I guess the closest I could get to comparing what this might be like is the 4th July. However, I think our national day has been more a day of discord and dissention than I have ever heard that 4th July is. It marks the day that the Treaty of Waitangi – considered to be New Zealand’s founding document – was signed in 1840.
The issues arise from the fact that the treaty in its Maori and English versions does not seen to say quite the same thing, so the Maori chiefs that signed were not agree to quite what the English signatories were agreeing to, on behalf of Queen Victoria.
This year, there were no protests at the official celebrations at Waitangi, as there often are. So that’s a good thing. The debate this year seems to be mostly taking place in the media, and focussing around whether New Zealand needs to change our flag.
At present this is our flag:
These are some of the other contenders, each of which has their pros and cons.
Which one do you like???
For your average Kiwiw today wasn’t spend arguing about flags though. It was probably spent in the sun somewhere, at a beach or a barbeque, hanging out with family & friends.
We went to the local Waitangi Day Picnic that the District Council and the Lions Club put on. Free bbq and hangi and icecream for the kids.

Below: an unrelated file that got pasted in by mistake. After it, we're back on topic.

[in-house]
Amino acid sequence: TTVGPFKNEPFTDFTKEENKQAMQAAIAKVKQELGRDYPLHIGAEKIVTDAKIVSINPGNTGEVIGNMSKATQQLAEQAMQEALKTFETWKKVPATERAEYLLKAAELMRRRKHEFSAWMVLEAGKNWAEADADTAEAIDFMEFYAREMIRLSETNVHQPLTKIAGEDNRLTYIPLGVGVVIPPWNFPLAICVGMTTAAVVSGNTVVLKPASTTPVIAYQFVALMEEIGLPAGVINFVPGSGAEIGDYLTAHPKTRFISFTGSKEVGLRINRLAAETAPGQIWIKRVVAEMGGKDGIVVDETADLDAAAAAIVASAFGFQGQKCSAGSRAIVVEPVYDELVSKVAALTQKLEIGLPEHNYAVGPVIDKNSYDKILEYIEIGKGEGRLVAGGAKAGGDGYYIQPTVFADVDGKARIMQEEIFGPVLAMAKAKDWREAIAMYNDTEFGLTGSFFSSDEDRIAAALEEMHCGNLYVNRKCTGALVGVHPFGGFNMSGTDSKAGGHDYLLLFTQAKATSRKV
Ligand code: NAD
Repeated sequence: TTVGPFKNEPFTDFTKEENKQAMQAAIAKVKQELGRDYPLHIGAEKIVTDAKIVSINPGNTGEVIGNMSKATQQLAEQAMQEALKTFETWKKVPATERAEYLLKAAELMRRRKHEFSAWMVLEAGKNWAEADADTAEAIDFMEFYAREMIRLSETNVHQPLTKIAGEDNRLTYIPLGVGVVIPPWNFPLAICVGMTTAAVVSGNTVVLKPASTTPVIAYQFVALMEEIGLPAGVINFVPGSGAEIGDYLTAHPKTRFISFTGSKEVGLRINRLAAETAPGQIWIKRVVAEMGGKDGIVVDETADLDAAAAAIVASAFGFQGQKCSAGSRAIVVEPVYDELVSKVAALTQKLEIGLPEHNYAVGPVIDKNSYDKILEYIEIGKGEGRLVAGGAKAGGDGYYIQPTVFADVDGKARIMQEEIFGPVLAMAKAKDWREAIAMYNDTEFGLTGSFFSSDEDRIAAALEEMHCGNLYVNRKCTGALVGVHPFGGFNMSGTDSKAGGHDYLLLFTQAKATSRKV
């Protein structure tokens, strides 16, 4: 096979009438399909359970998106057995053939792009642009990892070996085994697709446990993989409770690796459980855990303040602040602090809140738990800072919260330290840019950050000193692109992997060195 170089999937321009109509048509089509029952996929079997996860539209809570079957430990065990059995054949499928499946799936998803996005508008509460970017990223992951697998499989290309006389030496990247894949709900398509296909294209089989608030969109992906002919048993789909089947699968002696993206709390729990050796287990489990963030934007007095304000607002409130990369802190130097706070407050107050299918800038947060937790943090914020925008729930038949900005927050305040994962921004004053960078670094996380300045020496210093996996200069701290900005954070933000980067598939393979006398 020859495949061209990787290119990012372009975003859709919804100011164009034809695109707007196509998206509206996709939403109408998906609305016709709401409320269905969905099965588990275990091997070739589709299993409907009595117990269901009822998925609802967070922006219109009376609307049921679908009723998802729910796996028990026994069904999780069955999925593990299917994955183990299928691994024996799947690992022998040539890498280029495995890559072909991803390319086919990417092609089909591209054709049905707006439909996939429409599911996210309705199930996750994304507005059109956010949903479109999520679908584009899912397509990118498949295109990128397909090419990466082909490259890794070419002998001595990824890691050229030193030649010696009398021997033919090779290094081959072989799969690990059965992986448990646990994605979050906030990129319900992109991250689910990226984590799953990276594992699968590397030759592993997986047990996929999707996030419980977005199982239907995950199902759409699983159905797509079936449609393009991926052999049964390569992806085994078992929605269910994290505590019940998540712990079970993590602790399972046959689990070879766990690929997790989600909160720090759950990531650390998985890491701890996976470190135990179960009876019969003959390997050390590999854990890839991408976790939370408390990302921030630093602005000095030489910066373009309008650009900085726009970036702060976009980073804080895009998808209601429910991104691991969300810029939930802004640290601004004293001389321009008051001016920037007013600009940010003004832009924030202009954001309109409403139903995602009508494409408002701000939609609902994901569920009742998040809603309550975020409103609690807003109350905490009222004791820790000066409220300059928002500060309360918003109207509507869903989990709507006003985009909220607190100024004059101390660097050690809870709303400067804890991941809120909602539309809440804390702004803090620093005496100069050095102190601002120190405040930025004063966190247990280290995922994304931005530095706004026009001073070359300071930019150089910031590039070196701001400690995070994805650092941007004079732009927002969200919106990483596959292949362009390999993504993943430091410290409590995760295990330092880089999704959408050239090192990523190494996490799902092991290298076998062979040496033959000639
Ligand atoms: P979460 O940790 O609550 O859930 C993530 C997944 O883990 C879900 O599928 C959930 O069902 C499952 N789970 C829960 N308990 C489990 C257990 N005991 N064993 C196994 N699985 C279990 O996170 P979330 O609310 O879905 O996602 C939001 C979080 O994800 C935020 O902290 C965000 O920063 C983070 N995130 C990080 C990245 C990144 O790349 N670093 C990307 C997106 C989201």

Unfortunately we didn’t stay long enough for the hangi – I guess that is the slight disadvantage of cooking your meal in a hole in ground is that it’s a bit unpredictable as to when it is ready. It’s a pity because I wanted to take a picture of the food for you all. The hangi is the traditional Maori way of cooking – the basic principles are dig a hole in the ground, full it up with a fire to heat up the soil and specially selected rocks. Once the fire has almost burnt out the ash is removed and the prepared food is put in the hole. Some hot coals and the rocks remain and soil is quickly piled on top so that there is minimum escape of heat. Now days the food – pork, chicken, lamb, kumara, potatoes, pumpkin, cabbage – is wrapped in foil and muslin cloth and placed in wire baskets in the hole. In traditional times leaves and woven baskets were used. The food is partly baked by the hot rock, partly steamed by the water tipped on the rock and sack used to cover them, and partly partly pressure-cooked.
There were other entertainment – music, things for the kids, some craft stalls and just the chance to hang out in the sun.